Can water temperature impact your coffee?
We don’t often consider it when making our daily brew, but water is the main ingredient in a cup of coffee. For instance, if you’re drinking an espresso, it will consist of around 90% water, whilst a filter coffee can be as much as 98% water.
Like how the difference in the cooking temperature of food can influence the taste, the brewing temperature of water can have a big effect on the taste of coffee. If you’re finding it difficult to get the best experience out of your coffee, there is a strong possibility that the temperature is the issue.
There has been a lot of trial and error during the history of brewing coffee to reach the point we’re at today with the knowledge of how to make coffee taste good. Taste alone has guided much of what has been learned, but now we have an understanding of the science behind a delicious cup of coffee too.
If you want to learn how to make a professional cup of coffee at home, why not try a barista training course?
When we use the term brewing temperature, we’re referring to the temperature of the water as soon as it comes into contact with the coffee. During the brewing process, we’re trying to extract flavour from the coffee and into the water. The temperature of the water impacts which flavours are pulled out of the coffee and how quickly.
The first step is to grind the beans to increase the surface area of the coffee, so when water passes through it (like with an espresso machine), it is able to draw out enough of the coffee flavour. If the beans are grinded too coarsely, the water will pass quickly and won’t extract enough. Whereas if the beans are grinded too finely, the water struggles to go through and too much is extracted.
To ensure a good tasting cup of coffee, it’s important to check you have the correct dosage, most espresso machines will use between 10 and 20 grams. It’s worth investing in a high-quality espresso maker if you love coffee and want to make sure you get the best results.
A common mistake when brewing coffee is adding boiler water to it. Doing so will create a very bitter tasting cup of coffee. This is because the boiling water causes over extraction and brings out undesirable flavours from the coffee.
You might not believe it but 1°C can make a big difference in the taste of coffee. This is why the best equipment and coffee training are beneficial in providing knowledge, practical skills, and the option of temperature stability features to ensure you’re sticking to the right temperature consistently.
It is generally acknowledged that the optimal brewing temperature for espresso coffee is between 91 and 95°C. Therefore, it’s recommended that you start with 93°C and adjust accordingly. Anything below that temperature will result in more acidic coffee.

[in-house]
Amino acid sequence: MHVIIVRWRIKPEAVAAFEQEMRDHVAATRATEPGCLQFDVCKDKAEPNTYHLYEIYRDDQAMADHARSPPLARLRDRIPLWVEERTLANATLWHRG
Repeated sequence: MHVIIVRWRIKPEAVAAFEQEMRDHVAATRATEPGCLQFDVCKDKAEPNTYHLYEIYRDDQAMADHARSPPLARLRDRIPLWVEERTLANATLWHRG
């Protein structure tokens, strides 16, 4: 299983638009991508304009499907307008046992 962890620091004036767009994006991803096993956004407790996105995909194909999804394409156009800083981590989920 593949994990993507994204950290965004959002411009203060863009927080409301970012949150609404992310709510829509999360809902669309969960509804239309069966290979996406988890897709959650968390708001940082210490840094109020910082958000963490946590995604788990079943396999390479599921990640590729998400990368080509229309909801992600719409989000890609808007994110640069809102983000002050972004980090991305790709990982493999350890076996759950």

Lastly, the timing is very important. To achieve the right extraction, you need to ensure the time the water takes to pass through the coffee ground is optimum. Broadly speaking, this is often round 20 to 30 seconds for espresso coffee but think of this as guidance rather than a rule.
Research within the coffee industry has shown that generally we like the taste of coffee that has an extraction of between 18 and 22%. By that we mean the percentage of coffee grounds that have been extracted into the water. You don’t need to rely on science though, you can simply taste it for yourself.
If you go into a modern coffee shop, you might have wondered why the coffees aren’t served as hot as they used to be. This isn’t a trend but a key change in order to get better tasting coffee. At hotter temperatures, coffee has less flavour.
If you let your coffee cool to between 50 and 60°C however, you’ll notice that you can taste more of the flavours and sweetness of the beans. Additionally, heating milk above 75°C will lead the proteins to denature and curdle. If you want the perfect quality milk for your coffee, you’ll want to keep it below that temperature.
Different temperatures for different coffee roasts
A more advanced consideration for your coffee, which you can learn about in more depth on our barista course Newcastle, is whether you’re using the correct temperature for the roast profile of your beans. Roasts are loosely categorised as light, medium, or dark.
Keep in mind that coffee beans are the seed of the coffee plant. The roasting process involves breaking down the material of the plant or cellulose. Typically, light roasts are more difficult to grind and extract from in comparison to dark roasts which are the opposite. This means the lighter the roast, the hotter the brewing temperature should be.
The temperature of the water has a big impact on the taste of your coffee. If you normally brew with boiling water, try a slightly cooler temperature, and see if the flavours are any better. Also, you could try and wait for the temperature to drop to 60°C and see if you can taste the difference.
If you’re interested in taking your coffee skills to the next level and have been searching ‘coffee making course near me’ Pumphrey’s can help. We offer extensive coffee training and barista training course to give you a better insight into the world of coffee and potentially kickstart your career as a barista. Contact us today to find out more.